Exploring The Limits Of Constitutional Power

Today a federal district court judge in Virginia ruled that the “individual mandate” provision of the “health care reform” legislation — that is, that portion of the statute that would require people to purchase health insurance or pay a penalty — is unconstitutional.

Judge Henry Hudson concluded that the individual mandate “exceeds the constitutional boundaries of congressional power.”  He found that the commerce clause, which gives Congress the authority to regulate interstate commerce, does not permit Congress to regulate a person’s decision not to purchase a product.  Although there are other court rulings that have upheld the “health care reform” legislation, Judge Hudson’s decision is significant because it reflects an interesting approach to skirting the broad powers afforded Congress through the commerce clause.  In effect, Judge Hudson is saying that if individuals choose not to purchase a good or service they are not engaged in commerce, and therefore they necessarily are beyond Congress’ regulatory power under the commerce clause.

Of course, this issue will be addressed by federal appellate courts and, ultimately, will be decided the Supreme Court.  Until then, it is an issue that Americans of all political stripes may well want to consider.  Supporters of the “health care reform” legislation want that law to be upheld — but do they really want a court ruling that says that Congress can force Americans to buy products or take other actions in furtherance of commerce?  In other instances, federal law requirements are simply attached to a decision and therefore become part of the individual decision-making process.  If I want to work, for example, I have to pay Social Security and have income tax withheld from my wages.  If I don’t want to pay Social Security, I can choose not to work.  With the “individual mandate,” however, there is no choice.  Simply by virtue of being an American, you become obligated to buy health insurance.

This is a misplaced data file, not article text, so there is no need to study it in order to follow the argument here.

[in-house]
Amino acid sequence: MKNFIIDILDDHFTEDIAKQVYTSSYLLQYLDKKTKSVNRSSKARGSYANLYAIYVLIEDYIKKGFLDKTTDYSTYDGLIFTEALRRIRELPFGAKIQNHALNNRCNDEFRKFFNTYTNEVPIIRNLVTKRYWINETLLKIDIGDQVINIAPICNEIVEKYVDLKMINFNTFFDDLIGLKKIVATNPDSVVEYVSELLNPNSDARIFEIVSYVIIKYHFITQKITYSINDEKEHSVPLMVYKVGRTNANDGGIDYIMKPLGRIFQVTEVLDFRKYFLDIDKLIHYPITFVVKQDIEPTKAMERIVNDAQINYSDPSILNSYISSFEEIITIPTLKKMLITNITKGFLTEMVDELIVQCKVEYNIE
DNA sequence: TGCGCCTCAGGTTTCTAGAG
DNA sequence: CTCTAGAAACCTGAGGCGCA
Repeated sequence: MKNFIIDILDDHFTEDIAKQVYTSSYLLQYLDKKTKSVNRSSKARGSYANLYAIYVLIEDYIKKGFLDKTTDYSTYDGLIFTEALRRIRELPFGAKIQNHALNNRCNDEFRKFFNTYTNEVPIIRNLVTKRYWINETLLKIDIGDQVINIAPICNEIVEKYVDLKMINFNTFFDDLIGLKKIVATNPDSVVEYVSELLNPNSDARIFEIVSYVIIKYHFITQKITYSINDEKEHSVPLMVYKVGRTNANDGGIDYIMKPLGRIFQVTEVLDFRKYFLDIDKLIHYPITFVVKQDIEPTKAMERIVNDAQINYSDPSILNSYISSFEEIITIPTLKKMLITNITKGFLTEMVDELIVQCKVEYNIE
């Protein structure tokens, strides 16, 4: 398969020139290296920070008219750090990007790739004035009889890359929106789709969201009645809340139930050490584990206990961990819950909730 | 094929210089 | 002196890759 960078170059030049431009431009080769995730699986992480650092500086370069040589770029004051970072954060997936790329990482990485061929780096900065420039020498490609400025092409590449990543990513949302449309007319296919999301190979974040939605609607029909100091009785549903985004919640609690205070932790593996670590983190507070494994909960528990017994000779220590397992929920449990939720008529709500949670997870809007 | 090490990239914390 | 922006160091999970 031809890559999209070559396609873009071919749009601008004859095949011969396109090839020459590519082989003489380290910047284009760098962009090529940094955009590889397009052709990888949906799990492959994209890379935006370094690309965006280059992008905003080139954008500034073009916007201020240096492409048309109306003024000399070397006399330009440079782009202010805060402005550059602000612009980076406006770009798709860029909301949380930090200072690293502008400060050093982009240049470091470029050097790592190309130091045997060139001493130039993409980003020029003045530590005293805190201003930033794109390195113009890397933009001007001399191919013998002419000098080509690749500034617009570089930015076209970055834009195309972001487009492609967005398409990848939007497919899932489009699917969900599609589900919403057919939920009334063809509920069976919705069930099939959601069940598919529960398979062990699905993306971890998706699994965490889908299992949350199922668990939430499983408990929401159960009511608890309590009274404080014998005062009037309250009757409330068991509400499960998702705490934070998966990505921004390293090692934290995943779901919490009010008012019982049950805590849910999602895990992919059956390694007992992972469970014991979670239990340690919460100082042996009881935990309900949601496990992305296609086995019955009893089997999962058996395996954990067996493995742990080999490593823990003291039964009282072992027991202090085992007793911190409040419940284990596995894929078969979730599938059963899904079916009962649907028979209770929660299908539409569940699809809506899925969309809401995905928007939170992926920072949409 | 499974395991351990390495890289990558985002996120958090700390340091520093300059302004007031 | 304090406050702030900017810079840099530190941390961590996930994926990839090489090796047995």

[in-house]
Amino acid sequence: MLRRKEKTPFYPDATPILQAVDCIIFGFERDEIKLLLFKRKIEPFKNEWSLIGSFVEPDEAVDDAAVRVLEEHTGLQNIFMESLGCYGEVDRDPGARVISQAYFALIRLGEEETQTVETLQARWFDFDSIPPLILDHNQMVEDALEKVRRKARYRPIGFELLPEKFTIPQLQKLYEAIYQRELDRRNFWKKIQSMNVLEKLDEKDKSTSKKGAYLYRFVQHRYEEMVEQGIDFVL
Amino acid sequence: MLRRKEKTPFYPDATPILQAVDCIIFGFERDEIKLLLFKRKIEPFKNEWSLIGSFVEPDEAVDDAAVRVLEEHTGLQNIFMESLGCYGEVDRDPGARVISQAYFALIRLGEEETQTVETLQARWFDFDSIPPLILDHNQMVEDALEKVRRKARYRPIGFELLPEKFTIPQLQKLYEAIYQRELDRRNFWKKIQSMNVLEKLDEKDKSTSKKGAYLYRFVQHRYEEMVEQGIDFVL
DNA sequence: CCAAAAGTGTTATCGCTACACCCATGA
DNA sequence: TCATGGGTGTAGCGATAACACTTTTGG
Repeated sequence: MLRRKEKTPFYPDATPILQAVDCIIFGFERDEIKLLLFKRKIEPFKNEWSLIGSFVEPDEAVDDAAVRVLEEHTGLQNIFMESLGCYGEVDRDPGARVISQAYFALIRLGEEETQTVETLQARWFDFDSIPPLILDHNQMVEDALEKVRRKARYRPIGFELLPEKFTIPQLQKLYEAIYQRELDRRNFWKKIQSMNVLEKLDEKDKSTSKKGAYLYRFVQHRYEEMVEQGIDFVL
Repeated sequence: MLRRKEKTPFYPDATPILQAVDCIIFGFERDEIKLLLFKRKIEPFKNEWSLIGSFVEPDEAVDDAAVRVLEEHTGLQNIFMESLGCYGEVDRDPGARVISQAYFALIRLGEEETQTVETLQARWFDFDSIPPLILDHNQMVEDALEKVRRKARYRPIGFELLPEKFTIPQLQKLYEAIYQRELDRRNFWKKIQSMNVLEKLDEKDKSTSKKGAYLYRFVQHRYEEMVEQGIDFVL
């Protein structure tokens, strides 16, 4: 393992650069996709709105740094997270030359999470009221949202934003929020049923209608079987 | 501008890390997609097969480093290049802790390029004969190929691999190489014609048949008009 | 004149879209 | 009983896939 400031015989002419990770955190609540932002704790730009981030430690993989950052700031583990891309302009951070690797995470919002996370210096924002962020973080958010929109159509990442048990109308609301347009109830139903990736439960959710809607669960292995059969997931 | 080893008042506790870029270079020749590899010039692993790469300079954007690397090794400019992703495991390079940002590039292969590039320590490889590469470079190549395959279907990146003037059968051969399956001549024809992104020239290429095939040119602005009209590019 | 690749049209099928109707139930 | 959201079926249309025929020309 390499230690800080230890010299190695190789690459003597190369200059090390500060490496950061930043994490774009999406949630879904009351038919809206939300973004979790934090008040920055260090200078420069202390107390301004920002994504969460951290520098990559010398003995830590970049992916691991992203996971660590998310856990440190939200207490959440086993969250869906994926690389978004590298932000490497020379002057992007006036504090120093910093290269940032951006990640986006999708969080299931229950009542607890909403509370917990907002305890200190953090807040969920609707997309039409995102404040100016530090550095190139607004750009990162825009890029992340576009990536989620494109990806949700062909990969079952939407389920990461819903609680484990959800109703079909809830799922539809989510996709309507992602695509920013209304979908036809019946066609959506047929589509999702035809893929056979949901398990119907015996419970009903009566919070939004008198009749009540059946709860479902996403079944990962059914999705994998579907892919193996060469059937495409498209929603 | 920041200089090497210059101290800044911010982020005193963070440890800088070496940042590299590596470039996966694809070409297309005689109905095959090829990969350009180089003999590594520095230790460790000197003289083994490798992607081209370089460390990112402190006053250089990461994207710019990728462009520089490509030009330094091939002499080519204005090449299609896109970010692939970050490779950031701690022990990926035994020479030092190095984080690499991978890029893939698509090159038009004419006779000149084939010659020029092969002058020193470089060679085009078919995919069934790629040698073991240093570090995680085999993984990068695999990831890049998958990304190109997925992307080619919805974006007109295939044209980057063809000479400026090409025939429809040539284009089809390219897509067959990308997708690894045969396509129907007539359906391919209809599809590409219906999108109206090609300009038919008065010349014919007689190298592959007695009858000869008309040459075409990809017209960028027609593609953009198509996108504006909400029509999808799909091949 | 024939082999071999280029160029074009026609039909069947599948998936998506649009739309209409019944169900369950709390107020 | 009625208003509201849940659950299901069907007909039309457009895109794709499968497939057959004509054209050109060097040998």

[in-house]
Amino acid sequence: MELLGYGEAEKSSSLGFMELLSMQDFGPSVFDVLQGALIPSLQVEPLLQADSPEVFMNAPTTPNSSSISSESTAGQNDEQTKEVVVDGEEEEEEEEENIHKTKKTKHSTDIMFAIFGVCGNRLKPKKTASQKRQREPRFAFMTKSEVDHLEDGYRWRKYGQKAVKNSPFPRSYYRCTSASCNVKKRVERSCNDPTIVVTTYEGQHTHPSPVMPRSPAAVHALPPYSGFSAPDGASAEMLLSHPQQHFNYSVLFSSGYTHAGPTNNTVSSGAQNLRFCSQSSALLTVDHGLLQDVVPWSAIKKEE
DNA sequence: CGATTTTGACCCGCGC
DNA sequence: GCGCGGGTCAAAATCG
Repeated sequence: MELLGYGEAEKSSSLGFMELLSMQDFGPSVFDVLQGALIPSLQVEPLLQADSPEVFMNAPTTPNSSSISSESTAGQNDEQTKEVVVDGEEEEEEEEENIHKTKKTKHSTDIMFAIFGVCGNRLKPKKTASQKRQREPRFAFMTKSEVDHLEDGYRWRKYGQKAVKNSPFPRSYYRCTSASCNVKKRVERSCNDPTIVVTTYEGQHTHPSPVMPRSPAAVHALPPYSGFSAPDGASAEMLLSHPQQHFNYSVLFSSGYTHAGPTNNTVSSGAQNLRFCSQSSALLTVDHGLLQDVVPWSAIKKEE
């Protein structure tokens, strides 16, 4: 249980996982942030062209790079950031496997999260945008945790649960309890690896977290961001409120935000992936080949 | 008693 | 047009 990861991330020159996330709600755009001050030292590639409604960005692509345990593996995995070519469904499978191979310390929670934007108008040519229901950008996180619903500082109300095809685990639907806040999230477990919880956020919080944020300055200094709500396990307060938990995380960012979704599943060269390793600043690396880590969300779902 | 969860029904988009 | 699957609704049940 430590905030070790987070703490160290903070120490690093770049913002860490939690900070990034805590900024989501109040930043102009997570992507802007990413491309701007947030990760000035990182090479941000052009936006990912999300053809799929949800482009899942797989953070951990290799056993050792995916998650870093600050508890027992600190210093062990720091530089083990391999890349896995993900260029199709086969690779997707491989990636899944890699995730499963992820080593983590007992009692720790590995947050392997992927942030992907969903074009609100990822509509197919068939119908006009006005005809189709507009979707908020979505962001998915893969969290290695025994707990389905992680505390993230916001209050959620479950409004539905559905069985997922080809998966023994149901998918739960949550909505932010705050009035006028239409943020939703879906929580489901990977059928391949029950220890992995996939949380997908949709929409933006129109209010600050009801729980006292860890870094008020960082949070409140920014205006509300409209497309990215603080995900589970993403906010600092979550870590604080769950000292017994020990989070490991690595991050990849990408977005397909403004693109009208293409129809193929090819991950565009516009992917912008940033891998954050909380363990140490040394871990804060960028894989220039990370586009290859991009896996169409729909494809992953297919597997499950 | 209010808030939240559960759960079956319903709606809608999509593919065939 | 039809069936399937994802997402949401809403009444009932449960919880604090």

When we speak of constitutional doctrine, we have to take the long term view and look past the relative merits of the statute at issue.  If the Supreme Court rules that Congress has the constitutional power to force us to buy health insurance, what’s next?  Smoke alarms?  Government bonds?  Subscriptions to the Congressional Record?  And if we think the corruption and influence of lobbyists is out of control now, what will it be like if corporations and interest groups learn that, through some deft lobbying work, they can achieve passage of legislation that will require us to spend our money for their goods and services?

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